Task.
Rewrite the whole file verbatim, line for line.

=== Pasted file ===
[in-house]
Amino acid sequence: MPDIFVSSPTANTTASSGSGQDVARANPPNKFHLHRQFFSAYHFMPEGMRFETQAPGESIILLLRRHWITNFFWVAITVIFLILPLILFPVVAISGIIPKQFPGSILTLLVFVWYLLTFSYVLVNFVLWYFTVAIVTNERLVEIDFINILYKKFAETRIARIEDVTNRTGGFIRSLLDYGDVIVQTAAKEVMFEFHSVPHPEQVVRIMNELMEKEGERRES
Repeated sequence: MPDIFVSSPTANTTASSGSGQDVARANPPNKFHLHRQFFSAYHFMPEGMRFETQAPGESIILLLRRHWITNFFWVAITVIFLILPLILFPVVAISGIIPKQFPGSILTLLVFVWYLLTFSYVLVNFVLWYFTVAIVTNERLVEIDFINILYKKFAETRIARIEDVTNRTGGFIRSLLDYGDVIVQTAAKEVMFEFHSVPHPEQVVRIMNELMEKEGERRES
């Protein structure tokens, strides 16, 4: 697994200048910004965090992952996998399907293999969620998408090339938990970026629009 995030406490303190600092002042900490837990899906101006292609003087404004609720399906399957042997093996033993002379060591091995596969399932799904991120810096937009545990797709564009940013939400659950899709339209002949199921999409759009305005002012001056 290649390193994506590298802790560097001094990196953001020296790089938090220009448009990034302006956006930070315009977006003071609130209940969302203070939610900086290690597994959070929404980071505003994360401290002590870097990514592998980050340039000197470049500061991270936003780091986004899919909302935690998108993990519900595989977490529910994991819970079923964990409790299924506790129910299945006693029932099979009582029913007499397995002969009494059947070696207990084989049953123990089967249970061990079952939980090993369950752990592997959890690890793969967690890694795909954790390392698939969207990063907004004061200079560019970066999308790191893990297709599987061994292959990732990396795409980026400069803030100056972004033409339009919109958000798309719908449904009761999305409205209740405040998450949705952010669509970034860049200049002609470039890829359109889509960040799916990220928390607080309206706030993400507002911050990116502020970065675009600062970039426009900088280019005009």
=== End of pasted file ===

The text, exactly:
[in-house]
Amino acid sequence: MPDIFVSSPTANTTASSGSGQDVARANPPNKFHLHRQFFSAYHFMPEGMRFETQAPGESIILLLRRHWITNFFWVAITVIFLILPLILFPVVAISGIIPKQFPGSILTLLVFVWYLLTFSYVLVNFVLWYFTVAIVTNERLVEIDFINILYKKFAETRIARIEDVTNRTGGFIRSLLDYGDVIVQTAAKEVMFEFHSVPHPEQVVRIMNELMEKEGERRES
Repeated sequence: MPDIFVSSPTANTTASSGSGQDVARANPPNKFHLHRQFFSAYHFMPEGMRFETQAPGESIILLLRRHWITNFFWVAITVIFLILPLILFPVVAISGIIPKQFPGSILTLLVFVWYLLTFSYVLVNFVLWYFTVAIVTNERLVEIDFINILYKKFAETRIARIEDVTNRTGGFIRSLLDYGDVIVQTAAKEVMFEFHSVPHPEQVVRIMNELMEKEGERRES
């Protein structure tokens, strides 16, 4: 697994200048910004965090992952996998399907293999969620998408090339938990970026629009 995030406490303190600092002042900490837990899906101006292609003087404004609720399906399957042997093996033993002379060591091995596969399932799904991120810096937009545990797709564009940013939400659950899709339209002949199921999409759009305005002012001056 290649390193994506590298802790560097001094990196953001020296790089938090220009448009990034302006956006930070315009977006003071609130209940969302203070939610900086290690597994959070929404980071505003994360401290002590870097990514592998980050340039000197470049500061991270936003780091986004899919909302935690998108993990519900595989977490529910994991819970079923964990409790299924506790129910299945006693029932099979009582029913007499397995002969009494059947070696207990084989049953123990089967249970061990079952939980090993369950752990592997959890690890793969967690890694795909954790390392698939969207990063907004004061200079560019970066999308790191893990297709599987061994292959990732990396795409980026400069803030100056972004033409339009919109958000798309719908449904009761999305409205209740405040998450949705952010669509970034860049200049002609470039890829359109889509960040799916990220928390607080309206706030993400507002911050990116502020970065675009600062970039426009900088280019005009």